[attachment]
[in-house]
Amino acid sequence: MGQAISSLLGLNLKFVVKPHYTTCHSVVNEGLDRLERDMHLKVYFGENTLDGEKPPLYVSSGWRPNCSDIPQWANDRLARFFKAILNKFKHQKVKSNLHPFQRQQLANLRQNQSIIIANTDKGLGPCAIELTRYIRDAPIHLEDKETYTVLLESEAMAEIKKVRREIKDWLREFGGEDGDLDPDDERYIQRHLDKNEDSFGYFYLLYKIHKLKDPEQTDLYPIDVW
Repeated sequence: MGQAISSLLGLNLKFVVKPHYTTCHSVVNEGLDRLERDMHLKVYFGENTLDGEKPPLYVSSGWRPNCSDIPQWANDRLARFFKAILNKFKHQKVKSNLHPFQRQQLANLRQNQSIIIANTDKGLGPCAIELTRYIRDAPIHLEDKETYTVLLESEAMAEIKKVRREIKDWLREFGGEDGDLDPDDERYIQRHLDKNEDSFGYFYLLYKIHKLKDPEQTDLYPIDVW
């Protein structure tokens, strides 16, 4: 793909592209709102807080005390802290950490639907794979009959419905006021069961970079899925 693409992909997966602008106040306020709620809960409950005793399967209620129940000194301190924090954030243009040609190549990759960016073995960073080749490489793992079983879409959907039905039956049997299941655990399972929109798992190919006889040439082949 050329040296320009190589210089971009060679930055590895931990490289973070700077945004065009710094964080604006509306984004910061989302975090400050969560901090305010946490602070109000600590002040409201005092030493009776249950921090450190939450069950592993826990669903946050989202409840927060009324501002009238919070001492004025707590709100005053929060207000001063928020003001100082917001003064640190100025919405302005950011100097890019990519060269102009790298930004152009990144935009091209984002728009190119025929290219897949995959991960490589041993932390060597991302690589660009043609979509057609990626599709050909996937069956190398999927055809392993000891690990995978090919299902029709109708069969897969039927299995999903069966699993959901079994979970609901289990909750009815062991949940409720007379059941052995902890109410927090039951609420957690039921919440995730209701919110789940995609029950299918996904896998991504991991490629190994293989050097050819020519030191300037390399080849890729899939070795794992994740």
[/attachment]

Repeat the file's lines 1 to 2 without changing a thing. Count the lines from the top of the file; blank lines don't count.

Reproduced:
[in-house]
Amino acid sequence: MGQAISSLLGLNLKFVVKPHYTTCHSVVNEGLDRLERDMHLKVYFGENTLDGEKPPLYVSSGWRPNCSDIPQWANDRLARFFKAILNKFKHQKVKSNLHPFQRQQLANLRQNQSIIIANTDKGLGPCAIELTRYIRDAPIHLEDKETYTVLLESEAMAEIKKVRREIKDWLREFGGEDGDLDPDDERYIQRHLDKNEDSFGYFYLLYKIHKLKDPEQTDLYPIDVW